Cyanobacteria have an elaborate and highly organized system of internal membranes which function in photosynthesis. Cyanobacteria get their colour from the bluish pigment phycocyanin, which they use to capture light for photosynthesis. Photosynthesis in cyanobacteria generally uses water as an electron donor and produces oxygen as a by-product, though some may also use hydrogen sulfide as occurs among other photosynthetic bacteria. Carbon dioxide is reduced to form carbohydrates via the Calvin cycle. In most forms the photosynthetic machinery is embedded into folds of the cell membrane, called thylakoids. The large amounts of oxygen in the atmosphere are considered to have been first created by the activities of ancient cyanobacteria. Due to their ability to fix nitrogen in aerobic conditions they are often found as symbionts with a number of other groups of organisms such as fungi (lichens), corals, pteridophytes (Azolla), angiosperms (Gunnera) etc.
Cyanobacteria: The first seed of space colonization
Cyanobacteria account for 20–30% of Earth's photosynthetic productivity and convert solar energy into biomass-stored chemical energy at the rate of ~450 TW. Cyanobacteria utilize the energy of sunlight to drive photosynthesis, a process where the energy of light is used to split water molecules into oxygen, protons, and electrons. While most of the high-energy electrons derived from water are utilized by the cyanobacterial cells for their own needs, a fraction of these electrons are donated to the external environment via electrogenic activity. Cyanobacterial electrogenic activity is an important microbiological conduit of solar energy into the biosphere.
Oxygenic Photosynthesis in Cyanobacteria (PDF …
Some of these organisms contribute significantly to global ecology and the oxygen cycle. The tiny marine cyanobacterium Prochlorococcus was discovered in 1986 and accounts for more than half of the photosynthesis of the open ocean. Many cyanobacteria even display the circadian rhythms that were once thought to exist only in eukaryotic cells (see bacterial circadian rhythms).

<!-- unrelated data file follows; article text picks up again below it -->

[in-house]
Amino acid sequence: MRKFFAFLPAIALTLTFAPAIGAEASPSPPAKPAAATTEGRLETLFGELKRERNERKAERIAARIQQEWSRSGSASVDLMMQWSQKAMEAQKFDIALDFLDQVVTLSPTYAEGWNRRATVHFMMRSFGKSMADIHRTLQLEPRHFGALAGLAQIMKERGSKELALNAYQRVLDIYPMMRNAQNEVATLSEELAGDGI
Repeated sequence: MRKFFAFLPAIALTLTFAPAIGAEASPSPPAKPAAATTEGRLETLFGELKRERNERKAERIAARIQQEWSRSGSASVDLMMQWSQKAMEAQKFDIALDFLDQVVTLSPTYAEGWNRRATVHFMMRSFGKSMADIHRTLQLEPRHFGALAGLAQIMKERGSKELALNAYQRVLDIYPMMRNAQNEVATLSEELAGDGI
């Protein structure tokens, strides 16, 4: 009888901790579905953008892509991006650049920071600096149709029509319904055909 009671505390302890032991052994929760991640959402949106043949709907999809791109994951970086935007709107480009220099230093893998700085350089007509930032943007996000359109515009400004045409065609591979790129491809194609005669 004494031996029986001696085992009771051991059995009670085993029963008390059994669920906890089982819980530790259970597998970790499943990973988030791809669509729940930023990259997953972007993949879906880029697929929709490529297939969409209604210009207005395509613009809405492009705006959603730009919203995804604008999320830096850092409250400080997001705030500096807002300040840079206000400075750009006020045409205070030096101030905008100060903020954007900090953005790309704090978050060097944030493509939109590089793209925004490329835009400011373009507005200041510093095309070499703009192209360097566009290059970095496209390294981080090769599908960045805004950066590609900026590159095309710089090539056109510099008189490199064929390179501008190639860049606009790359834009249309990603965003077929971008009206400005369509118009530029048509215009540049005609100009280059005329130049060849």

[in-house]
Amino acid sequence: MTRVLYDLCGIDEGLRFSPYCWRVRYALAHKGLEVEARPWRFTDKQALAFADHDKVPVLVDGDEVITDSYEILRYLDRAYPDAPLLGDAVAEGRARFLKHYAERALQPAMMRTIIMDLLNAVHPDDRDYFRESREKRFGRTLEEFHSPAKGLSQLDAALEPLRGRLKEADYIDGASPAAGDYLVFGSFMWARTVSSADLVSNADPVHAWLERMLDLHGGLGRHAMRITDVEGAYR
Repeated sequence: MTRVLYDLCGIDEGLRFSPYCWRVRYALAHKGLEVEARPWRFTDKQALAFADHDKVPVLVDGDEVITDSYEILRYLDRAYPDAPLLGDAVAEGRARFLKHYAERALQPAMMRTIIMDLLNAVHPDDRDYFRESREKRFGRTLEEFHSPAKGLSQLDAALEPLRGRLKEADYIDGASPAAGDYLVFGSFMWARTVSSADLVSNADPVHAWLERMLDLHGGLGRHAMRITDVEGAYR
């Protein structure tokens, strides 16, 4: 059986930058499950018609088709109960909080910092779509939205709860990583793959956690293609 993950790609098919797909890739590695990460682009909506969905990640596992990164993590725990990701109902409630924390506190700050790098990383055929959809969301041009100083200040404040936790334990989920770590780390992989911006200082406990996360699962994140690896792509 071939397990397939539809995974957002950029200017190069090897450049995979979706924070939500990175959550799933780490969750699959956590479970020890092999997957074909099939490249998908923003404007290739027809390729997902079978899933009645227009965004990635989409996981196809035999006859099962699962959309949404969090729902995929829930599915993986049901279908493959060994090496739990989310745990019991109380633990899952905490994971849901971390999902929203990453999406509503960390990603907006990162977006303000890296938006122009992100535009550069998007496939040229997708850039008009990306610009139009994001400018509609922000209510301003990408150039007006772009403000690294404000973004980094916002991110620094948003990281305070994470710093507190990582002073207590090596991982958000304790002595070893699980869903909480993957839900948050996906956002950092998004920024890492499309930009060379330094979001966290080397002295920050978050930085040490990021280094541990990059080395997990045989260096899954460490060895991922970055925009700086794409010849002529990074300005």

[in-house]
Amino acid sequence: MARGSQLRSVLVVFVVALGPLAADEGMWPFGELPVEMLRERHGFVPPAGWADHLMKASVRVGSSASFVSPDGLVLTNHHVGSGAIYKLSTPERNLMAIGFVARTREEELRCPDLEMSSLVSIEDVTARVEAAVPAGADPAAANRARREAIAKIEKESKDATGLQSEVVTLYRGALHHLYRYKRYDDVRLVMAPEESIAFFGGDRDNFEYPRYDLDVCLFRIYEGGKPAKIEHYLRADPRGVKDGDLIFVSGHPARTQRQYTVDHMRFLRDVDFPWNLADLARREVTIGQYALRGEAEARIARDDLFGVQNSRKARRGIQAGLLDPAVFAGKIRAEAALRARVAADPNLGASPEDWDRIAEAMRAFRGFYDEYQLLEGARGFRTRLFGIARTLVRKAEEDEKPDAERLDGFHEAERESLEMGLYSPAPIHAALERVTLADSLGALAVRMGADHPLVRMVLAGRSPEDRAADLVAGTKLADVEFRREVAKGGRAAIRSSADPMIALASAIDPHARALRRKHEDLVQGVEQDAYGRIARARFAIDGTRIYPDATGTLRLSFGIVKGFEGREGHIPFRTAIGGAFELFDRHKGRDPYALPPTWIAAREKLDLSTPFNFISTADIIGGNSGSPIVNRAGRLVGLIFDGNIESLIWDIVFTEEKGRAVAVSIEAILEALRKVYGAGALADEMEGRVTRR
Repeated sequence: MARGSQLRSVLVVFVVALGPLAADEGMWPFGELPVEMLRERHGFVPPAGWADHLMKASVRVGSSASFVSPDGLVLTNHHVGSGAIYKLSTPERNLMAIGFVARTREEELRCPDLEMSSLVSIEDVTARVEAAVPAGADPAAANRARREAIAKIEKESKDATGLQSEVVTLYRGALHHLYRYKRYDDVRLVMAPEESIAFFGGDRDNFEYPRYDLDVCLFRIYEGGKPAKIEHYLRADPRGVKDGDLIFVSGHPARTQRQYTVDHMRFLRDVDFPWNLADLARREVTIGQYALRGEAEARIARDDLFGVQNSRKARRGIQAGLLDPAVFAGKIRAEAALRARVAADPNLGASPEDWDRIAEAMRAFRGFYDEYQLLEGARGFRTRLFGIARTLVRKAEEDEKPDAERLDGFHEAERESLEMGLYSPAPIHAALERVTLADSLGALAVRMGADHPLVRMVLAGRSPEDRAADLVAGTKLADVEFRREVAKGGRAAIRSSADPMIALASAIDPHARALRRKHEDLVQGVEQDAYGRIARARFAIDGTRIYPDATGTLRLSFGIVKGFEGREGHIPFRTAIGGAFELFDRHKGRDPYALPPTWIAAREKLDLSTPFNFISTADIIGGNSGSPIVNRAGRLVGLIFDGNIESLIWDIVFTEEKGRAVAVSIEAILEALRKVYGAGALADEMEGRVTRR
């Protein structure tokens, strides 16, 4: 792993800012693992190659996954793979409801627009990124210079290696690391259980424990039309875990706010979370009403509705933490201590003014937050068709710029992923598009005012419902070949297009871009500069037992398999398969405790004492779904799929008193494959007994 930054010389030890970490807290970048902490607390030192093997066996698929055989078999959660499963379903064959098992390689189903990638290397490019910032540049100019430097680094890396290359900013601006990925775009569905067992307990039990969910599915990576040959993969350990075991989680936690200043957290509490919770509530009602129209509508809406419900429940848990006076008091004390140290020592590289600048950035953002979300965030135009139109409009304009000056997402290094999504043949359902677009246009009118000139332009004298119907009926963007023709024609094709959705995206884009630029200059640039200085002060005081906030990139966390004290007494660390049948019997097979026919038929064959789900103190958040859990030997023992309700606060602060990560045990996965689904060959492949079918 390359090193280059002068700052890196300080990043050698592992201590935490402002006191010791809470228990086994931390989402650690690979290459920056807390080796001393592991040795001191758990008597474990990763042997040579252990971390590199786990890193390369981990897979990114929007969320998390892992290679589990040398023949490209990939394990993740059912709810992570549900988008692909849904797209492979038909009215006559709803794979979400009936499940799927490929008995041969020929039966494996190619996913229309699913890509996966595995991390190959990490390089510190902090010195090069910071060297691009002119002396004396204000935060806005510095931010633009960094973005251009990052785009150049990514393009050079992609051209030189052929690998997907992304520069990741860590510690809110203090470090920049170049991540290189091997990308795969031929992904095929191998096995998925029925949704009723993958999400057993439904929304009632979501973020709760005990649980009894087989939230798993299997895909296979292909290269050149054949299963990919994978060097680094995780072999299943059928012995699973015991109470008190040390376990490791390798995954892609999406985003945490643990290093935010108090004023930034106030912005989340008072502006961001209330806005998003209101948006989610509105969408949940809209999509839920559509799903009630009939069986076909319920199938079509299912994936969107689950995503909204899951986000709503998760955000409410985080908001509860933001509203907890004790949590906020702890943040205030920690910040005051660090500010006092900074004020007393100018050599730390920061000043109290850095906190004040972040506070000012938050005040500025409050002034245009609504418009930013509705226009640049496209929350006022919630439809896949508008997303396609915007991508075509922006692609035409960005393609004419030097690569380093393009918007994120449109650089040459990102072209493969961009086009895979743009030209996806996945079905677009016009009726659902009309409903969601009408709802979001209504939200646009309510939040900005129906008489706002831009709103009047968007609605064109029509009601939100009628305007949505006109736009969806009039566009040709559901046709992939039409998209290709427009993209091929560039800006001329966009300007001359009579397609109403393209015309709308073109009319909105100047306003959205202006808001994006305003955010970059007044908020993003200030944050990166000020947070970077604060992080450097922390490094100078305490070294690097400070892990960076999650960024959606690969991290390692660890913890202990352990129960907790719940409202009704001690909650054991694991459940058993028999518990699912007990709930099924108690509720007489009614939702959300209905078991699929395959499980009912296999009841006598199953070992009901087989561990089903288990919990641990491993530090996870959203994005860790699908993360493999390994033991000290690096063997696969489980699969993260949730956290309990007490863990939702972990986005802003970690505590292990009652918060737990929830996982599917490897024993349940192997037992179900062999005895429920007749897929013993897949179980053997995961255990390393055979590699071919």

Nitrogen Fixation in Cyanobacteria
Many cyanobacteria are able to reduce nitrogen and carbon dioxide under aerobic conditions, a fact that may be responsible for their evolutionary and ecological success. The water-oxidizing photosynthesis is accomplished by coupling the activity of photosystem (PS) II and I (Z-scheme). In anaerobic conditions, they are also able to use only PS I — cyclic photophosphorylation — with electron donors other than water (hydrogen sulfide, thiosulphate, or even molecular hydrogen) just like purple photosynthetic bacteria. Furthermore, they share an archaeal property, the ability to reduce elemental sulfur by anaerobic respiration in the dark. Their photosynthetic electron transport shares the same compartment as the components of respiratory electron transport. Their plasma membrane contains only components of the respiratory chain, while the thylakoid membrane hosts both respiratory and photosynthetic electron transport.